Last week, we talked about the pros and cons of including an epilogue with our story. In that post, I mentioned a few of the reasons why we might want to include an epilogue:
- Genre Expectations
- Sense of Closure
- Additional Wrap Up
- Emphasis of Change
- Series or Sequel Set Up
- Outside Perspective
- Emphasis of Theme
Despite all those reasons, most stories don’t include epilogues. At the same time, there’s no shortage of reviews that complain about too-abrupt endings. So when it comes to story endings, there might be a disconnect between what readers want for a sense of closure and what authors deliver.
Why are authors so reluctant to include epilogues—or epilogue-like endings that wrap up the story beyond just the plot—even when having one might help the story or make readers happier? Let’s peek behind the scenes…
Do You Know What Your Story Is About? Do You Really?
When asked what our story is about, we might focus on the plot or other tangible aspects of the storytelling. That’s understandable. Those details are what make our story unique from others in our genre.
However, there are other aspects to our story that exist in the subtext:
- our story’s theme
- our high-level premise
- how readers relate to our characters (as inspiration, aspiration, friend, warning, etc.)
- the promise behind our genre’s theme, etc.
Being aware of the subtext of our story is important for wrapping up all those elements for our readers. If we don’t know the subtextual aspects of our story, we’re more likely to fall short in our attempt to bring them to a satisfying end.
So…Do We Need an Epilogue?
None of that is to say every story needs an epilogue. True epilogues usually include a time jump or a significant change of tone, circumstances, point of view, etc., and they’re titled as “Epilogue” to prepare readers for that jump. Many (if not most) stories don’t require that shift.
Does our story have enough sense of closure to make readers happy? Click To TweetHowever, epilogue-like endings—those that dwell a bit after the bad guy has been vanquished—provide an opportunity to wrap up the non-plot elements of our story without a jump or shift. So for a strong sense of closure, many stories might benefit from an epilogue-like ending as a final chapter.
In other words, if we usually consider our story “done” when the plot is wrapped up, we likely still have other elements that aren’t quite satisfying to readers yet. In that case, an epilogue-ish ending—whether a normal chapter or just a last scene or set of paragraphs in our final chapter—might help us think beyond just the plot.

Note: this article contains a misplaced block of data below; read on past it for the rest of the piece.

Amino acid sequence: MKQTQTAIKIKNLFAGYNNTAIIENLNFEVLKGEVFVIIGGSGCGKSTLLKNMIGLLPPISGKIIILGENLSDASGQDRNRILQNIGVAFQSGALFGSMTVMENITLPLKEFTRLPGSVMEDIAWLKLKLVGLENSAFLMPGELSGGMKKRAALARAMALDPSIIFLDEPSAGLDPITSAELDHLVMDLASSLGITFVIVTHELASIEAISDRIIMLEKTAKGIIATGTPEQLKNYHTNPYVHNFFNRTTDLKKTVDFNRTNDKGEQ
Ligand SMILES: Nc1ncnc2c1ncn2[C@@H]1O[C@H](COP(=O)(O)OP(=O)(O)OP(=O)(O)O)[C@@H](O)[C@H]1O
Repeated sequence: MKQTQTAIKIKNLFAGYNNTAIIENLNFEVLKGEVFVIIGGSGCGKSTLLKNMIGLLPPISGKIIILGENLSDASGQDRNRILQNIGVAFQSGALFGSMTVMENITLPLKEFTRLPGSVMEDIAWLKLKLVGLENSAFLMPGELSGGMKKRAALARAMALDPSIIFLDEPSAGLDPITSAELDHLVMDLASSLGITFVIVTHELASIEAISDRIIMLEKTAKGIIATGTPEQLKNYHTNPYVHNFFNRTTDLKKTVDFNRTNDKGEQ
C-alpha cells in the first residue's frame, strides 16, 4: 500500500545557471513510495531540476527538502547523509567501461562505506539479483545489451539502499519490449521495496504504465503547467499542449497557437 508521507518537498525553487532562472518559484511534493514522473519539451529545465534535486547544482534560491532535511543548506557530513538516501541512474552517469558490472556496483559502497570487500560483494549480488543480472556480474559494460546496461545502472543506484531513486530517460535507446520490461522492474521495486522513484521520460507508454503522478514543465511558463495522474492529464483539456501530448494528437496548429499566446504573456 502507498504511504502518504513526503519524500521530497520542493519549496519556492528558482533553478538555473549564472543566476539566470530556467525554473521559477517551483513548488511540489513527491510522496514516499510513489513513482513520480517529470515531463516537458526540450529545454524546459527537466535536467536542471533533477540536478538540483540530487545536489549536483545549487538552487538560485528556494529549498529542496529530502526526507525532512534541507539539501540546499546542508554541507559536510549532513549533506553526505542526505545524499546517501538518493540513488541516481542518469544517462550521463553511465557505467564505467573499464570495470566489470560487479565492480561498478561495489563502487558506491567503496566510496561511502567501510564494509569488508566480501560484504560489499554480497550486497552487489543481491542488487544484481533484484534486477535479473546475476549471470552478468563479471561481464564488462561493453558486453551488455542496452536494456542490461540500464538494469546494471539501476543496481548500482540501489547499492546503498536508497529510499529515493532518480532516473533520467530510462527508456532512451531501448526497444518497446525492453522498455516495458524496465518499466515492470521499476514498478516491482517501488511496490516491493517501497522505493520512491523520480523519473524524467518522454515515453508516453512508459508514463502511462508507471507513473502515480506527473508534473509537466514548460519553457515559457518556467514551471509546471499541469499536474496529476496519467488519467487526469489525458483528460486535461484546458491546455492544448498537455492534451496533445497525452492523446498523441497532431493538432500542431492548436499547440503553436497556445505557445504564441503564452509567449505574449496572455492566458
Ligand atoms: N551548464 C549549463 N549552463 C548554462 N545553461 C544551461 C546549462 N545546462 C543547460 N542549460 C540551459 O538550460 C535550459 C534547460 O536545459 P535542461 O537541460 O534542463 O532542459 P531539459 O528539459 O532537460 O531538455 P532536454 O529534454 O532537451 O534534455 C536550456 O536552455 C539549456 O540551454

But…Isn’t It Bad to Wrap Up Too Much?
We’ve probably heard advice to not make our ending too neat and tidy—and that’s good advice. But there’s a wide swath of gray between the extremes of too-abrupt endings and too-neat-and-tidy endings.
Some genres and stories will veer more toward an uncertain, vague, or bittersweet ending. Other genres—such as romance—often do expect a happily-ever-after wrapped in a big red bow. So how much attention we should pay to that usual advice greatly depends on our story and genre.
As a romance reader and editor, I can’t think of a single example where the author spent too much time delivering the happy ending in a romance. On the other hand, I’d say around a third of romance stories I’ve read without an epilogue feel too abrupt—and any conversation with other romance readers will reveal I’m not alone with that impression.
Whether we write romance or not, we don’t want to shortchange our story just because we’re taking the standard advice too far. So let’s figure out what our ending needs to include to provide a sense of closure.
What Does Our Ending Need to Accomplish?
Depending on our story’s needs, we might consider our story’s ending—the paragraphs, scenes, or chapters after our story’s Climax—to be a Resolution, Denouement, Epilogue-Like, or true Epilogue (titled as one to prepare readers for a shift). The names don’t really matter unless we’re cutting the needs and structure of our story short.
How can we ensure our story's ending creates a sense of closure? Click To TweetIf we can wrap up our story and provide a sense of closure in a standard resolution, we’re good. But if we can’t, we could draw out our story’s ending to include wrap ups in an epilogue or a second or extended denouement that can feel like an epilogue (but isn’t titled as one because there’s no jump warning needed).
Many of the romances that feel too abrupt fall down on the last element below: a genre’s promise to readers. But any of these subtextual elements can be overlooked in a normal Resolution.
Referring to our list above, we might need to expand our story’s ending to…
Emphasize Our Story’s Theme
We’ve probably heard advice before about echoing or highlighting our story’s theme in the ending. Essentially, if our story is about the power of love to overcome, we’d want to extend our ending long enough to convince readers that the obstacles have been fully overcome.
The same goes for whatever our story’s theme: justice can’t be denied, sacrifice is worth it, etc. Proving to readers that our theme is true might take a bit more showing in an ending that extends beyond the Resolution of the plot.
Fulfill Our Story’s High-Level Premise
Slightly less generic than our story’s theme, our story’s premise—an echo of what happens in the Climax—will often be plot related: get the girl, catch the bad guy, etc. However, some stories have a strong character focus, and that aspect of the premise might not be fulfilled by the time the external plot is wrapped up.
Our story's subtext makes promises to readers—are we delivering? Click To TweetFor example, if our story’s high-level premise is something along the lines of “heroine learns to trust her instincts,” the plot may require her to trust her instincts to survive. Great! So we’ve completed the character’s arc and fulfilled the premise, right?
But internal change is hard. A one-time decision to do something we usually wouldn’t is not proof of change.
To fulfill a character-focused premise, especially when involving change or growth, we need to make our case that the character has learned their lesson beyond just the circumstances of the plot Climax. Readers need to believe the lesson will stick.
Depending on where our story or genre falls on the neat-and-tidy spectrum, we can attempt anything between these extremes:
- highlight the proof’s subtext a little more or
- bring the proof completely out of the subtext, such as by having the character make a statement pointing out their change or the lesson they learned (while still not being too on-the-nose).